Anya Taylor-Joy, who broke onto the scene with her lauded performance in A24’s The Witch, has been tapped as the title character in Weetzie Bat, the film adaptation of Francesca Lia Block’s cult favorite 1980s novel that Justin Kelly is directing. Love, Simon star Nick Robinson, American Honey standout Sasha Lane, Theodore Pellerin (Boy Erased) and Keiynan Lonsdale (Love, Simon, The Flash) also will star in the pic, which is described as a neon-lit fairy tale.
Weetzie (Taylor-Joy) is an ethereal pixie living in 1980s Los Angeles, where she grew up the child of an alcoholic starlet mother and a junkie screenwriter father. She teams up with her Mohawked best friend Dirk (Pellerin) to find love, leading her to mysterious trenchcoat-wearing filmmaker Max (Robinson) and platinum-haired surfer Duck (Lonsdale). But when their bliss is threatened by deaths, breakups and Max’s witchy and bitter ex-girlfriend Vixanne (Lane), Weetzie must take off her pink harlequin sunglasses in order to confront life’s darkness and find happiness in a city known as much for the glamour of fame and fortune as the darkness of cults and crime.
Thor Bradwell, Justin Kelly, and Joshua Thurston are the producers on Weetzie Bat.
Block, who also penned the screenplay for the film, has authored more than 25 books spanning fiction, nonfiction, short stories and poetry. Repped by Intellectual Property Group, she has written scripts for Fox Searchlight and MTV and is currently developing other screenplays based on her work.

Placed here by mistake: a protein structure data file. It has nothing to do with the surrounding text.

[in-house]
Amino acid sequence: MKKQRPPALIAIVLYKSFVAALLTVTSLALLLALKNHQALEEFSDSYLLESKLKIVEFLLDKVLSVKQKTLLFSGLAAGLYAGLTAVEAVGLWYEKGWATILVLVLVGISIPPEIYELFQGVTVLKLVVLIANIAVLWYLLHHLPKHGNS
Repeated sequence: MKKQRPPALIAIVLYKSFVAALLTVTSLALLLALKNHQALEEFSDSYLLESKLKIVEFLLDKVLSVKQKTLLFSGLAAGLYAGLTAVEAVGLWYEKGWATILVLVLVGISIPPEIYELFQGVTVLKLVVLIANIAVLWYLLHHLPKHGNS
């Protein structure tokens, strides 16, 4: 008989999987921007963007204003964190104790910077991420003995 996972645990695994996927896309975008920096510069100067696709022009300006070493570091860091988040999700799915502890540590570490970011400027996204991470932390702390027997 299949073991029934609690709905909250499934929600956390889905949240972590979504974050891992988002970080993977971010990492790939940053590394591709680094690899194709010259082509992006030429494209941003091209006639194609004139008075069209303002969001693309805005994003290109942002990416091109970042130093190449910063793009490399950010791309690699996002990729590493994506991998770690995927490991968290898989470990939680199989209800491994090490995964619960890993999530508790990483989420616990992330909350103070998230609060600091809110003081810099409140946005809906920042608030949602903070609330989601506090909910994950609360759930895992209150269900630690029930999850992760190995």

Taylor-Joy, recently seen in M. Night Shyalaman’s Split and Cory Finley’s Thoroughbreds, next stars in Fox’s X-Men: The New Mutants and the next film in Shyalaman’s Unbreakable series, Glass. She’s repped by CAA and Troika.
Robinson, who just wrapped on A24’s Native Son, is repped by UTA, Savage Agency, Management 360 and Felker Toczek. Lane, soon to be seen in Desiree Akhavan’s coming-of-age Sundance film The Miseducation of Cameron Post and Neil Marshall’s upcoming Hellboy reboot, is repped by WME, the Long Run and attorney André Des Rochers.
Kelly, repped by Thirty Three Management and CAA, recently wrapped on the biopic JT Leroy starring Kristen Stewart, Laura Dern and Diane Kruger.
Sasha is featured in the new issue of Elle (UK). It was a really great read so I highly recommend you check it out. I’ve added scans from her feature as well as some photo sessions and some photos from The Miseducation of Cameron Post. Enjoy!
Sasha Lane is opening up in Elle UK‘s August 2018 issue, out Wednesday (July 4).